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Portuguese banks are among the most effective at passing on interest rate increases to households

Portuguese banks are among the most effective at passing on interest rate increases to households

About 80% of the cumulative increase in ECB interest rates in 2022 and 2023 (therefore from approximately 0% to a maximum of 4.5%) has been effectively reflected by the banks in the interest rates applied to Portuguese households and companies in housing credit contracts, where they enjoy Portugal has one of the highest “monetary transfer” ratios in a group of 26 countries, reveals a study by the International Monetary Fund (IMF) included in the “Global Economic Prospects” report, released this week.
The Portuguese case is more sensitive because, as the IMF has shown, a third of households have an active mortgage contract (still in repayment to the bank), making them highly vulnerable to rising interest rates due to the overwhelming spread of interest-linked contracts with variable rates.

The proportion of contracts linked to a fixed rate has risen slightly over the past 11 years, but it remains one of the lowest rates internationally (about 20% of total mortgages). The international average in the reference group analyzed by the IMF is almost three times higher: about 56% of contracts have a fixed interest rate.

This is one of the main reasons for the vulnerability of Portuguese households in the face of a very high interest rate environment, which, without absolute certainty, should only start to decline in June and in a very slight way, according to the ECB. There is talk of just a 0.25 percentage point cut in the interest rate, eventually (but less likely), followed by a new cut of the same size later this year, which would put the Frankfurt reference rate at 4%.

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As mentioned earlier, the IMF has been calculating an index capable of measuring the ability of banks to reflect rising interest rates in housing loan prices throughout the current cycle of “restrictive” monetary policy, which cools very high inflation by imposing strong restrictions on household consumption and business investment. (local demand).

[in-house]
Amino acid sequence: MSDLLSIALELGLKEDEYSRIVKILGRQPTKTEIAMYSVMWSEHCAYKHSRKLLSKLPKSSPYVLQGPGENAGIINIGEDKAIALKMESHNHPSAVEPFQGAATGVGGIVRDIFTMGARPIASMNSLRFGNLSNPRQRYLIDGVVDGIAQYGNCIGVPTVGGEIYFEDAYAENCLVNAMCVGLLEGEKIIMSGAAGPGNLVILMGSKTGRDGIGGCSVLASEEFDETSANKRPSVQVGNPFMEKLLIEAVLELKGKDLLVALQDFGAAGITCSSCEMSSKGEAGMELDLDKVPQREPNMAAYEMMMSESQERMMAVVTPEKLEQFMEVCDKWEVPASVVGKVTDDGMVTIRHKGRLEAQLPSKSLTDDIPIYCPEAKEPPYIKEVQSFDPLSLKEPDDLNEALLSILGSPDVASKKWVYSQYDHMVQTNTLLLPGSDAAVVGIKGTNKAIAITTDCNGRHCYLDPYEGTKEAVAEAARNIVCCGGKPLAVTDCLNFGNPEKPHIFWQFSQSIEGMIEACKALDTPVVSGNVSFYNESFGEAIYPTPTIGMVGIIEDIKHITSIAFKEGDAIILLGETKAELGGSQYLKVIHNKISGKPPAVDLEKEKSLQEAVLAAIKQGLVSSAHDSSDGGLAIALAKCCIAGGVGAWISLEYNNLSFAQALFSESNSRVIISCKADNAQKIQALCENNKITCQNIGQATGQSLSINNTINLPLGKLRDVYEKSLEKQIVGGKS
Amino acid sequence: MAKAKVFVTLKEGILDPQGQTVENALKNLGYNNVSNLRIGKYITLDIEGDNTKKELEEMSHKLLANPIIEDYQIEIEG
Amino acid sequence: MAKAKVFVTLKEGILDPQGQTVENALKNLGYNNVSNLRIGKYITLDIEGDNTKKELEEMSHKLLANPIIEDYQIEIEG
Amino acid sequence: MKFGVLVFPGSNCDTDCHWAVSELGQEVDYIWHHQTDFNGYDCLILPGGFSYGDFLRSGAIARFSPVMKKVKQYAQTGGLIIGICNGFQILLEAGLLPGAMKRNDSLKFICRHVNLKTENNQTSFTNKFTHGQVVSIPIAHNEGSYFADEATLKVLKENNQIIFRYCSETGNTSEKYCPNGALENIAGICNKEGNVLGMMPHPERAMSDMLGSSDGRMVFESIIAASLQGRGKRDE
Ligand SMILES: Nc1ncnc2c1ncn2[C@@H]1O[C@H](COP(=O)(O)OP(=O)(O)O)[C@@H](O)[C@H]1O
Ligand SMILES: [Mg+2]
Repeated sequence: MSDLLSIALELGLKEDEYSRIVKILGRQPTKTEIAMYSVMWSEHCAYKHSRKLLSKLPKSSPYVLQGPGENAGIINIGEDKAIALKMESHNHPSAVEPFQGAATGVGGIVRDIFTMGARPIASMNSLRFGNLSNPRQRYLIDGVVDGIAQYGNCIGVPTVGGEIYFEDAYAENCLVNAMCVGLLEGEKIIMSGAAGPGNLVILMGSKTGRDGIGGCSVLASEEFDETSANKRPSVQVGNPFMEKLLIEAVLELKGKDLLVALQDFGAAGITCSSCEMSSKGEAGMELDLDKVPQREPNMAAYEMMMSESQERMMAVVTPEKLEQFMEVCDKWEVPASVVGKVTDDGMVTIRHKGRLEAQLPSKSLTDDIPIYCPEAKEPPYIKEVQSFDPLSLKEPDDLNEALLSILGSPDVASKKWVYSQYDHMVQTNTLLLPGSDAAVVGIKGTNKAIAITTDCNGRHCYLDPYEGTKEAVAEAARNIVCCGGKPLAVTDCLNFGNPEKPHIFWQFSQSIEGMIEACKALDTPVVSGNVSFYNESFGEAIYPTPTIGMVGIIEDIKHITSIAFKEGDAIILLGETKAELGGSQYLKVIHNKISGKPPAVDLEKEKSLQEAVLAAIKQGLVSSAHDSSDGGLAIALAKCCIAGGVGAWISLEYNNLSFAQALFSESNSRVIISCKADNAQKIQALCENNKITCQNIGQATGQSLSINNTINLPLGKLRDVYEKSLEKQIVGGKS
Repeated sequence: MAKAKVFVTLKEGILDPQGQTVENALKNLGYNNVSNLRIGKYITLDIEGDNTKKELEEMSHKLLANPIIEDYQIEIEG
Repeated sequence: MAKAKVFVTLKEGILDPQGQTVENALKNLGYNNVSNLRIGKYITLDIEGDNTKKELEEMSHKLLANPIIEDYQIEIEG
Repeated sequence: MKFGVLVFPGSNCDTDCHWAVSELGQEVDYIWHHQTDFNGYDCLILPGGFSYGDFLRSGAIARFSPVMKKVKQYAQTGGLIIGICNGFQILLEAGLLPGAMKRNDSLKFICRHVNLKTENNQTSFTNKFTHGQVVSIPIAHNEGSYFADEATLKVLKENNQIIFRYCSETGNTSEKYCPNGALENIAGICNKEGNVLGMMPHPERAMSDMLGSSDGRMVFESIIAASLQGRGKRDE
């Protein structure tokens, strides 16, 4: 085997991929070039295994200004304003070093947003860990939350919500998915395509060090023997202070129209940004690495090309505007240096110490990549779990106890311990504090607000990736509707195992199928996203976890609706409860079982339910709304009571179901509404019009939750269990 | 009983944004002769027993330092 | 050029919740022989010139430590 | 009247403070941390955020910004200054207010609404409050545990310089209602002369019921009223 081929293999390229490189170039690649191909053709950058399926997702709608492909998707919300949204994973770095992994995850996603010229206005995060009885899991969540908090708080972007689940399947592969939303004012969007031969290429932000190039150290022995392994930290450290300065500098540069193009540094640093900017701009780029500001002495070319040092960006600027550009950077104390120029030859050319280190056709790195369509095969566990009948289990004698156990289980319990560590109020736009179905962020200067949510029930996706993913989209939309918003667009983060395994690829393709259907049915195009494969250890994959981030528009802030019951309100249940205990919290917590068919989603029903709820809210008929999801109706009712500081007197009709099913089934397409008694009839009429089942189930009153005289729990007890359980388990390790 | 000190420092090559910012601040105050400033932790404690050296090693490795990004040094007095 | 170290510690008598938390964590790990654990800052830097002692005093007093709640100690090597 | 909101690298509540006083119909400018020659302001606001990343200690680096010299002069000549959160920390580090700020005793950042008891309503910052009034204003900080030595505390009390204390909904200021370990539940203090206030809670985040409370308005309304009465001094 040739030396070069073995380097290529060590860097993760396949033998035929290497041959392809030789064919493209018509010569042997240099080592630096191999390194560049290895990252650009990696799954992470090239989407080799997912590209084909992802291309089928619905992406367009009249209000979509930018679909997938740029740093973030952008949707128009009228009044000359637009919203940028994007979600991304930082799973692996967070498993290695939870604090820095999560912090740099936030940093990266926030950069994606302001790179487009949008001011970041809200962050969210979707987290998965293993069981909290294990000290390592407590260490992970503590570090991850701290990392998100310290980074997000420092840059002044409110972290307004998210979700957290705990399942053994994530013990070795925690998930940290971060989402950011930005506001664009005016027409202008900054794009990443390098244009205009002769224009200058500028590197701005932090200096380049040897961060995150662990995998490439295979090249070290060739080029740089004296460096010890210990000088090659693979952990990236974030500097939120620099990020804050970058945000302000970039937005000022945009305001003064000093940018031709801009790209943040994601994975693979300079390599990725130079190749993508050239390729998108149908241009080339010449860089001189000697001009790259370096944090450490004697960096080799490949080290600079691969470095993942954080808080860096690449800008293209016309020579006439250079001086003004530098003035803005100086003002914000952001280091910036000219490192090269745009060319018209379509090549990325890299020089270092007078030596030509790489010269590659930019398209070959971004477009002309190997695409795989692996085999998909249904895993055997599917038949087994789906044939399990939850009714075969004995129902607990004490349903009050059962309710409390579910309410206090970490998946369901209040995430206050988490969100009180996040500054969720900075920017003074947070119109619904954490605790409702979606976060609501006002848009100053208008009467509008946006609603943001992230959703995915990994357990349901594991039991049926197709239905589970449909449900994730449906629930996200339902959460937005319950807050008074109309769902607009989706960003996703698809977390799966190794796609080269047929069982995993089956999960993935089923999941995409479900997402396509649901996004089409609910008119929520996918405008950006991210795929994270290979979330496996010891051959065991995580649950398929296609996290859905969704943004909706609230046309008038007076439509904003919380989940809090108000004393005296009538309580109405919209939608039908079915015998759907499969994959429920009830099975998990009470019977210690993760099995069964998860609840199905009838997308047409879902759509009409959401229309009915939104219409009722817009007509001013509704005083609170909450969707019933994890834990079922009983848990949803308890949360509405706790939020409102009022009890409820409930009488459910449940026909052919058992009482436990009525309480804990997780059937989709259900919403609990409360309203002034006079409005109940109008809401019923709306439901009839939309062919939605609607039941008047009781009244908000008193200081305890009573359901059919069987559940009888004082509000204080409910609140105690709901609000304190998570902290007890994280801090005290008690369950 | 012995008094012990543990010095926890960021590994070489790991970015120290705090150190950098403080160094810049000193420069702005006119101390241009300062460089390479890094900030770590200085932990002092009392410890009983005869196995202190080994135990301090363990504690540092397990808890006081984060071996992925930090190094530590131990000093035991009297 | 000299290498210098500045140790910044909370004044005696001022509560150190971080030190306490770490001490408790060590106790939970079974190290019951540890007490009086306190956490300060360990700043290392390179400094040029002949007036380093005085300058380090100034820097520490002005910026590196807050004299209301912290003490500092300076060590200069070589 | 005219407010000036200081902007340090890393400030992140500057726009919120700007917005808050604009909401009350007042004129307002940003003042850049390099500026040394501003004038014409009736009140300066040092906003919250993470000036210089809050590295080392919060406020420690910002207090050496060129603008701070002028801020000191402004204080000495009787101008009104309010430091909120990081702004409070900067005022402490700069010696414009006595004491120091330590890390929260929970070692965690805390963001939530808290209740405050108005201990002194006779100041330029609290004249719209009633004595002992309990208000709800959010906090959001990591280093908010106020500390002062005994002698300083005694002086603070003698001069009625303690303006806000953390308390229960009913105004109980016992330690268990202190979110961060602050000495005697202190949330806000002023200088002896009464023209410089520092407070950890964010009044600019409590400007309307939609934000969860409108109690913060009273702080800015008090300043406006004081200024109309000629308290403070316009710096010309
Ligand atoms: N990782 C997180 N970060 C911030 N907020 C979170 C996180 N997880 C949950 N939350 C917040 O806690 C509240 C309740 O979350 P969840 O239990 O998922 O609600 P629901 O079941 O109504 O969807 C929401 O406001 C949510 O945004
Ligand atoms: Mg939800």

Thus, in the new forecast, the fund managed by Kristalina Georgieva has prepared a rating based on the ratio that measures this ability or effectiveness in transferring the additional costs of interest rates to households that have debts to the bank for reasons related to the purchase of housing.
The International Monetary Fund explains that this ratio is, essentially, the ratio of the accumulated increase in interest rates on existing mortgage loans compared to the accumulated increase in the base interest rate in the post-pandemic cycle, between 2021 and 2023.
As mentioned, in Portugal the ratio is 0.79 (i.e. 70% of the increases issued by the ECB were transferred to the interest rates that banks apply to customers).

In the Eurozone, there are some countries with higher ratios, see the case of Lithuania (91%) or Latvia (81%), but household vulnerability in these countries is much lower. The reason: The percentage of families with mortgages does not reach 10%, which is about a third compared to the Portuguese reality, according to the International Monetary Fund.
“In the larger post-pandemic cycle of restrictions in Europe, transmission has been heterogeneous depending on the types of interest rates we analyse,” he begins, referring to the IMF.

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For example, “conversion appears to be highest for term deposits, followed by conversion for mortgage loans and loans to non-financial companies.”
But compared to previous cycles, “transfers in Europe have weakened somewhat, with the exception of term deposits and loans to non-financial companies.”
“The effects of the transition of mortgage rates on real activity depend on the characteristics of the mortgage market, such as the spread of mortgages, the variable rate, and the percentage of households with a mortgage. In some European countries, the transition to outstanding mortgages is high, but the percentage of households with Which has relatively low mortgages and this is the categorical example mentioned above, from Latvia and Lithuania.

However, “in other cases, there is strong transmission, coupled with a large stock of mortgage loans, which could mean significant changes in household debt servicing costs,” say IMF economists.
“The annual increase in mortgage debt servicing costs compared to mid-2022 varies widely across the euro area, from Portugal at 1.2% of GDP to Malta at almost zero.”
In other words, all things considered, it is, in fact, Portuguese households who foot the biggest bill (in comparative terms) due to banks' efficiency in passing on interest costs to customers (households, specifically).